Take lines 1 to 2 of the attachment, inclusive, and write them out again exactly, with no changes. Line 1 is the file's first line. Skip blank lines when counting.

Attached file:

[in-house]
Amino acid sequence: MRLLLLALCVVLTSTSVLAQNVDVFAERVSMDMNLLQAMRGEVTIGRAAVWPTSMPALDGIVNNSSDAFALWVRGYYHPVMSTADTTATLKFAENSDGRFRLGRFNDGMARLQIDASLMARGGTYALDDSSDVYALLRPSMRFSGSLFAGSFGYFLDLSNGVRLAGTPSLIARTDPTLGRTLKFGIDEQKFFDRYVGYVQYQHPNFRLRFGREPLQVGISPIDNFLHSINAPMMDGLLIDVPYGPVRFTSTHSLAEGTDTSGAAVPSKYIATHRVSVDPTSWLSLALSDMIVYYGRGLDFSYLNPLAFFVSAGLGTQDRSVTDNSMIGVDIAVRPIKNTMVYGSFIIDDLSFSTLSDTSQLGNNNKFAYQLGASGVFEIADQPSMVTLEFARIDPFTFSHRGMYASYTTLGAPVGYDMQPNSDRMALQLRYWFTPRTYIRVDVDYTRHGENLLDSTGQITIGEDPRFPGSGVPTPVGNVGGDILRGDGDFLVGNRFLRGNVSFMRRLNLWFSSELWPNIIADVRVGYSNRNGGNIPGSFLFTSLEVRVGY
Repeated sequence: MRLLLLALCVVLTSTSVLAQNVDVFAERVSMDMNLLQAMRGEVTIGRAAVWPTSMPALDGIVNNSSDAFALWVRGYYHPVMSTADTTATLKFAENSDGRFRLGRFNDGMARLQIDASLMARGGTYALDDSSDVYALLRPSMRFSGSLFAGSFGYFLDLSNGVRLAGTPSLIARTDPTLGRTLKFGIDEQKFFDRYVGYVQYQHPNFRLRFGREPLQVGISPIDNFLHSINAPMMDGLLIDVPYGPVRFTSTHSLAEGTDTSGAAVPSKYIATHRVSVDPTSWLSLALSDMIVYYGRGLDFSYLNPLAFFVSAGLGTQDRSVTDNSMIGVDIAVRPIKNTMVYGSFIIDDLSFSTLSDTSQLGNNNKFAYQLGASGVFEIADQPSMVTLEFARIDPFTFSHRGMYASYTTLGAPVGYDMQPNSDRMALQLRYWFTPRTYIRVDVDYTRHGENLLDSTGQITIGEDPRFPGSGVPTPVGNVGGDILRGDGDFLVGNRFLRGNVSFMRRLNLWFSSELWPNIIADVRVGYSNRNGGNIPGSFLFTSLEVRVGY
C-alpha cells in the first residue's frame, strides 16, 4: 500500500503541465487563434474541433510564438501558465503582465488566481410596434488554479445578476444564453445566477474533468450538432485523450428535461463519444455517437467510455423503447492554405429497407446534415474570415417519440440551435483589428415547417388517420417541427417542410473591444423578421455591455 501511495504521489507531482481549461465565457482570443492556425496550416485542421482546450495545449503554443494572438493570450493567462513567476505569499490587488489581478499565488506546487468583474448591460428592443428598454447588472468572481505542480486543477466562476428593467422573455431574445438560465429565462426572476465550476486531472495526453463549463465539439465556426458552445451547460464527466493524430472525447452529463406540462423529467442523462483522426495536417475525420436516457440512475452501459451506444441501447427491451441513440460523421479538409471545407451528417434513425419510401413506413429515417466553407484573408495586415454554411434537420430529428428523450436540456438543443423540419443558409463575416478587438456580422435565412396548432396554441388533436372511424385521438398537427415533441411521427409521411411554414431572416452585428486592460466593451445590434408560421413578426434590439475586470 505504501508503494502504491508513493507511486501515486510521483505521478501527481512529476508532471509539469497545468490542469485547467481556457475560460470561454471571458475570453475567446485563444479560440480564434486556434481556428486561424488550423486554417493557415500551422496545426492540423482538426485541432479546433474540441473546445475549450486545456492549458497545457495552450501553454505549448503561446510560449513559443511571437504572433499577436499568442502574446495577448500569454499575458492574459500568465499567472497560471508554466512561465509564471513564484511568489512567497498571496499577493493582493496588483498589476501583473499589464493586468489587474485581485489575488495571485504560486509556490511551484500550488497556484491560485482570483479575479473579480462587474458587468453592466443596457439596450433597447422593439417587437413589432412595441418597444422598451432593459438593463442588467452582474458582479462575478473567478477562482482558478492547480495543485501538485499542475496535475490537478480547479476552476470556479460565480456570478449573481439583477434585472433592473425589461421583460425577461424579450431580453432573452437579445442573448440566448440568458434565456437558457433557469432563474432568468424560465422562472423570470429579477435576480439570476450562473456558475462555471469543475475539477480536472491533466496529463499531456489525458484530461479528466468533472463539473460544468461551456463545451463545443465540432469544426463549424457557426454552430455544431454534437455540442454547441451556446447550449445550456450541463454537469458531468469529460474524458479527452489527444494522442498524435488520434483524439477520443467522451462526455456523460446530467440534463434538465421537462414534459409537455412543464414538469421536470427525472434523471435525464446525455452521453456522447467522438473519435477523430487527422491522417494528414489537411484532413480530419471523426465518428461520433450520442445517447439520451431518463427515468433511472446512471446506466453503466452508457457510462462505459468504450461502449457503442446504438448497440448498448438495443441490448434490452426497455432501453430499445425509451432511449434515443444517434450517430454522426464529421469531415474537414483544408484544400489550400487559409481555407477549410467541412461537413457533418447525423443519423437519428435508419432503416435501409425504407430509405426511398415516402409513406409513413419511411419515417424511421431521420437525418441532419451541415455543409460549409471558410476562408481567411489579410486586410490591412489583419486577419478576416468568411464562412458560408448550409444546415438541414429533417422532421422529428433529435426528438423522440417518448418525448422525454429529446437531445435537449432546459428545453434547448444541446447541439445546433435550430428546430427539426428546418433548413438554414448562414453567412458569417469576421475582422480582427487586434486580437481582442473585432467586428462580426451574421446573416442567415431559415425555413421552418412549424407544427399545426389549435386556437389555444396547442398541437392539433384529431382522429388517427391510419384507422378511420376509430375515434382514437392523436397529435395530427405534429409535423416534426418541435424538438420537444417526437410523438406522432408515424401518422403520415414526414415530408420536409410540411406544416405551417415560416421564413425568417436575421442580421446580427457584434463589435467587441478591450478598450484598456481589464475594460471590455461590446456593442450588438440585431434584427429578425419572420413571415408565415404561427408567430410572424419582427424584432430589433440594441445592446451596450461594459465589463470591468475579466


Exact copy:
[in-house]
Amino acid sequence: MRLLLLALCVVLTSTSVLAQNVDVFAERVSMDMNLLQAMRGEVTIGRAAVWPTSMPALDGIVNNSSDAFALWVRGYYHPVMSTADTTATLKFAENSDGRFRLGRFNDGMARLQIDASLMARGGTYALDDSSDVYALLRPSMRFSGSLFAGSFGYFLDLSNGVRLAGTPSLIARTDPTLGRTLKFGIDEQKFFDRYVGYVQYQHPNFRLRFGREPLQVGISPIDNFLHSINAPMMDGLLIDVPYGPVRFTSTHSLAEGTDTSGAAVPSKYIATHRVSVDPTSWLSLALSDMIVYYGRGLDFSYLNPLAFFVSAGLGTQDRSVTDNSMIGVDIAVRPIKNTMVYGSFIIDDLSFSTLSDTSQLGNNNKFAYQLGASGVFEIADQPSMVTLEFARIDPFTFSHRGMYASYTTLGAPVGYDMQPNSDRMALQLRYWFTPRTYIRVDVDYTRHGENLLDSTGQITIGEDPRFPGSGVPTPVGNVGGDILRGDGDFLVGNRFLRGNVSFMRRLNLWFSSELWPNIIADVRVGYSNRNGGNIPGSFLFTSLEVRVGY